At Hashrocket we love our tools and pride ourselves on being good at using them. One way we go about getting good with these tools is by customizing them with some great configuration. Dot files are used by many programs to configure behavior and sharing these dot files on GitHub is a nice way for developers to have a consistent development environment.
We share our dot files in a project called Dotmatrix. Its been around for quite a while and been contributed to by many current and former Rocketeers. It's the distillation of the taste of quite a few very picky programmers. It's easy to install, upgrade and use all or just parts of it and there's lots of cool stuff in there even if you just want to read through it a little.
What is Dotmatrix?
Dotmatrix is really two things:
- A vehicle for keeping a set of dot files in sync
- Version history of the contents of these dot files
It's the thing you use to install and upgrade a set of dot files and it's also a git repo of those actual dot files. Some of it concerns the installation and upgrading of these files and the rest of it is those actual dot files.
Local Versions of A Dot File
Every program is different, but for the most part, they have a load order for their configuration. Most support both a config file and a local version. Take your Z shell config--its specified in this file:
~/.zshrc, but if you have a file called
~/.zshrc.local, that local file will get a chance to override the normal version.
The bottom line is that you can inherit configuration in the
~/.zshrc and then have your local modifications in
Before You Install Dotmatrix
It's likely that you already have some configuration in your dot files, so before you install Dotmatrix, pull that configuration into a local version. Better yet, create a repo of those local dot files!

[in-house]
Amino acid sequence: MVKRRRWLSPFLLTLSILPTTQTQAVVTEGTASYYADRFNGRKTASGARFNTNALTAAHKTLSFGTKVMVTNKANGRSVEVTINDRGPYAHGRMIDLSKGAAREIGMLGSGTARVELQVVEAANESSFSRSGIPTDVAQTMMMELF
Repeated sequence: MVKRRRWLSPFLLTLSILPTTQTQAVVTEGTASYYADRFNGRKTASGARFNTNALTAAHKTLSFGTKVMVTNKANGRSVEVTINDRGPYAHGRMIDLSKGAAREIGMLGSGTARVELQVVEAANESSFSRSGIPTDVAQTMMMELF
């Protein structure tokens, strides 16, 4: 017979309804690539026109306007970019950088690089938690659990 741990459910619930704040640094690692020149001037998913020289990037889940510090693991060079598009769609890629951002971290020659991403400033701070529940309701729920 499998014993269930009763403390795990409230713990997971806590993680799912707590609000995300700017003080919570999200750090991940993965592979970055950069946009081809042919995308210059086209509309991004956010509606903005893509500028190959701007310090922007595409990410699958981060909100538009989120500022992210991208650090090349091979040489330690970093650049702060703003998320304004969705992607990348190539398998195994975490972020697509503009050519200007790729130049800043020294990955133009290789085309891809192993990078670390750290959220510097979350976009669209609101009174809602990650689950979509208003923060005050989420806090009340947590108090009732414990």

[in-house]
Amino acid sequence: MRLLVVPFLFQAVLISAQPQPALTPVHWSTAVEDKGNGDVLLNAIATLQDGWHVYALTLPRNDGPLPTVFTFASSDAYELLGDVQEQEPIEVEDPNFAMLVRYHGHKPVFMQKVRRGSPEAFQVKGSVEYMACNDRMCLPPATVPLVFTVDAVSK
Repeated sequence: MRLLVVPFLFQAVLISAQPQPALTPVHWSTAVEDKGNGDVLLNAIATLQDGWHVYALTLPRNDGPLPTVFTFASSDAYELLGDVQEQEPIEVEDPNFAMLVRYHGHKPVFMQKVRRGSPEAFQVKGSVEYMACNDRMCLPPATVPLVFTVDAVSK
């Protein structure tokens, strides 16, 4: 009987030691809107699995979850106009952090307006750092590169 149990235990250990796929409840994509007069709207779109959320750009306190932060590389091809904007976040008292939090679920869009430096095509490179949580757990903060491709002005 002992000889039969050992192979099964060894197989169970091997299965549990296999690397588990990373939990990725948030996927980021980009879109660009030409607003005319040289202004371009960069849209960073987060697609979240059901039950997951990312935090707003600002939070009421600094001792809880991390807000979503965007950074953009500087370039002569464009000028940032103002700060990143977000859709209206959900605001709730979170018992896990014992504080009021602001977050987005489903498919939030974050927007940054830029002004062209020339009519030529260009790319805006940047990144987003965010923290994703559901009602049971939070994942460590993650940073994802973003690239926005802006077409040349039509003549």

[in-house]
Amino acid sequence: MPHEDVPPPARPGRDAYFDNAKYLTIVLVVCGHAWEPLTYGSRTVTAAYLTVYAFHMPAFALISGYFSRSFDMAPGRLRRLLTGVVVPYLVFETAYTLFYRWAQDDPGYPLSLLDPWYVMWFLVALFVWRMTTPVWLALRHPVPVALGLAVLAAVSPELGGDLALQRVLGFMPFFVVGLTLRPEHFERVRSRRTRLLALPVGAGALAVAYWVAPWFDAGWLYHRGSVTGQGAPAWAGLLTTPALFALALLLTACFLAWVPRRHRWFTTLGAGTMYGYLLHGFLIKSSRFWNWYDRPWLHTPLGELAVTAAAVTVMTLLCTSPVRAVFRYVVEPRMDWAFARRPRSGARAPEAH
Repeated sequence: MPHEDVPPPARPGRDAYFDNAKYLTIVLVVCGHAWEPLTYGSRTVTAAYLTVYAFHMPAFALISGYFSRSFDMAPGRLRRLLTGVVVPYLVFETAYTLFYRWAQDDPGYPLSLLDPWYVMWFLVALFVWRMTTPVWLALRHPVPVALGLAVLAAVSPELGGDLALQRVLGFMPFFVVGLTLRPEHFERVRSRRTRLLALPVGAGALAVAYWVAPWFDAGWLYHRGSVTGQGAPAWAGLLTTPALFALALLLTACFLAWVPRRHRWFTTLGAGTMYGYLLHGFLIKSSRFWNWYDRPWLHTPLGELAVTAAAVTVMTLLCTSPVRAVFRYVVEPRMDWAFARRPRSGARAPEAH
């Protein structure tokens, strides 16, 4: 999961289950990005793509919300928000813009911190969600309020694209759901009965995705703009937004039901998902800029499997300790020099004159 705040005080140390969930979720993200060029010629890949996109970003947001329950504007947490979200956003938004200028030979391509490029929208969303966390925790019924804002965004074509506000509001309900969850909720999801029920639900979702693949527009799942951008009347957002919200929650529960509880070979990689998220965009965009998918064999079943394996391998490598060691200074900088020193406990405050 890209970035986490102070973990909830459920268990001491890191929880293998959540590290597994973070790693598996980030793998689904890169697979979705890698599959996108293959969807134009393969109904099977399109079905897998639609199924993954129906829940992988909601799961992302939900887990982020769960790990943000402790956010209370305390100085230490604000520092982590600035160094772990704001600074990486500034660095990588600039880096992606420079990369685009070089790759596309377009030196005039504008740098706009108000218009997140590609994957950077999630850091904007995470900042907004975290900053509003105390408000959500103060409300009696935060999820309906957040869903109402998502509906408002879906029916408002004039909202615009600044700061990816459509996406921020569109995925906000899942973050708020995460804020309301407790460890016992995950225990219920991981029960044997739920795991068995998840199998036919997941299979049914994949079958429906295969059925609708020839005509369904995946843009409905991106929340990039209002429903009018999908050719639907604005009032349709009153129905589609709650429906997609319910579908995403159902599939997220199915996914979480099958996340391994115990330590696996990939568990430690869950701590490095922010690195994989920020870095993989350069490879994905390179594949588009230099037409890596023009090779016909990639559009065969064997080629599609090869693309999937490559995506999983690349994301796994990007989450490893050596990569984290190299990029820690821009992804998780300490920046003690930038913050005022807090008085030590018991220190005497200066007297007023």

For example, if you already have some configuration in your
~/.zshrc file, but want to use Dotmatrix, then move your file to a local version:
$ mv ~/.zshrc ~/.zshrc.local
Take a look at the list of files in Dotmatrix and then look at your own configuration to see which files you'd like to maintain a local version of.
Installing Dotmatrix on a brand new machine is easy. Start by cloning the repo down, maybe in a ~/Project folder or something like that:
$ git clone git://github.com/hashrocket/dotmatrix.git
Then just go into that directory and run
This installer script will respect local versions of dot files and then create symlinks to its set of dot files.
If a given dotfile already exists, then that particular file will NOT be over-ridden. On the one hand, this is nice because you can't accidentally lose something, but it also means that you wont get some of the goodies in dotmatrix if you unwittingly leave a dot file around, so pay attention to the output to ensure it's doing what you want.
To upgrade your dotmatrix install go back to the folder where you cloned it and run
bin/upgrade. It will fetch the latest and greatest from the GitHub repo and then run the installer script all over again.
For Vim Users
Another big part of Dotmatrix is the Vim setup that's been built-in. To get this part, after an install or upgrade run this:
We use a LOT of Vim plugins and this will grab those and get you all set.
Maybe you'd like to just grab some of the files in Dotmatrix, maybe just our Git shortcuts, for example--no prob, just do a partial install!
This is great for those that are new to Dotmatrix and want to just check out some part of it, here are some partial installs that might work for you:
Just Git Config
Create a file called
FILES in the Dotmatrix folder with just this line:
This will get you our Git aliases and some other cool configuration.
Just Vim Config
To grab just the Vim parts of Dotmatrix, create that same
FILES file in the Dotmatrix folder and have this in it:
And then be sure to run the
Just ZSH Config
Maybe you've heard great things about Z shell and want to try it out--no prob, grab our ZSH config and you'll be glad you did. Put this in the
.hashrc .zsh .zshrc
Don't forget to run
chsh -s /path/to/zsh too--that's what switches your shell.
Under Active Development
So, that's Dotmatrix--give it a spin and I think you'll find some great stuff. One last thing to note is that this project is fairly active, so be sure to upgrade often for the latest goodies!